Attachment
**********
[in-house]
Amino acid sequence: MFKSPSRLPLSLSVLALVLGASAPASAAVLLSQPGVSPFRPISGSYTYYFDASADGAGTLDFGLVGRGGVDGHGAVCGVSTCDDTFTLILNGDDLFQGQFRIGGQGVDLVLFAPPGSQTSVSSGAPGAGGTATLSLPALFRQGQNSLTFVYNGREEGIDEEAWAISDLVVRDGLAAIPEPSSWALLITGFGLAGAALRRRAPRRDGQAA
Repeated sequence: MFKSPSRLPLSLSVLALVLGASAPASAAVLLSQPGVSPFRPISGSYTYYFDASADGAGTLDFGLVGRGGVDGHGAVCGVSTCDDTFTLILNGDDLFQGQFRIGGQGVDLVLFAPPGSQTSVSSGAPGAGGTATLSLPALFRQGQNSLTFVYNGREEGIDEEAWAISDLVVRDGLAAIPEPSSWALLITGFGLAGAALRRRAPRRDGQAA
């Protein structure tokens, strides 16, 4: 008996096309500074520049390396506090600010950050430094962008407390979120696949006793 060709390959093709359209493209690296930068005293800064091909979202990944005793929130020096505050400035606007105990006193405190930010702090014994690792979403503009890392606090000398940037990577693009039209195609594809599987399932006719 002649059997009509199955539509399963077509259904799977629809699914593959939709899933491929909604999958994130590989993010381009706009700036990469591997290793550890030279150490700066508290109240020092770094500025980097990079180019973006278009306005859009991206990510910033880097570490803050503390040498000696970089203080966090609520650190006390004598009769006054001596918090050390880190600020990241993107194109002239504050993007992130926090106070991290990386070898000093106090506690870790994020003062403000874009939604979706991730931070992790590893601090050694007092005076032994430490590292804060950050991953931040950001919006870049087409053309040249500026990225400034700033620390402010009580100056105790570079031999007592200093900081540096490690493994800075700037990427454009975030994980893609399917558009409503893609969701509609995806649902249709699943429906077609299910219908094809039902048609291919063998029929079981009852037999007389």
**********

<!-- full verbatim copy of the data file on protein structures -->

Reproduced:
[in-house]
Amino acid sequence: MFKSPSRLPLSLSVLALVLGASAPASAAVLLSQPGVSPFRPISGSYTYYFDASADGAGTLDFGLVGRGGVDGHGAVCGVSTCDDTFTLILNGDDLFQGQFRIGGQGVDLVLFAPPGSQTSVSSGAPGAGGTATLSLPALFRQGQNSLTFVYNGREEGIDEEAWAISDLVVRDGLAAIPEPSSWALLITGFGLAGAALRRRAPRRDGQAA
Repeated sequence: MFKSPSRLPLSLSVLALVLGASAPASAAVLLSQPGVSPFRPISGSYTYYFDASADGAGTLDFGLVGRGGVDGHGAVCGVSTCDDTFTLILNGDDLFQGQFRIGGQGVDLVLFAPPGSQTSVSSGAPGAGGTATLSLPALFRQGQNSLTFVYNGREEGIDEEAWAISDLVVRDGLAAIPEPSSWALLITGFGLAGAALRRRAPRRDGQAA
């Protein structure tokens, strides 16, 4: 008996096309500074520049390396506090600010950050430094962008407390979120696949006793 060709390959093709359209493209690296930068005293800064091909979202990944005793929130020096505050400035606007105990006193405190930010702090014994690792979403503009890392606090000398940037990577693009039209195609594809599987399932006719 002649059997009509199955539509399963077509259904799977629809699914593959939709899933491929909604999958994130590989993010381009706009700036990469591997290793550890030279150490700066508290109240020092770094500025980097990079180019973006278009306005859009991206990510910033880097570490803050503390040498000696970089203080966090609520650190006390004598009769006054001596918090050390880190600020990241993107194109002239504050993007992130926090106070991290990386070898000093106090506690870790994020003062403000874009939604979706991730931070992790590893601090050694007092005076032994430490590292804060950050991953931040950001919006870049087409053309040249500026990225400034700033620390402010009580100056105790570079031999007592200093900081540096490690493994800075700037990427454009975030994980893609399917558009409503893609969701509609995806649902249709699943429906077609299910219908094809039902048609291919063998029929079981009852037999007389």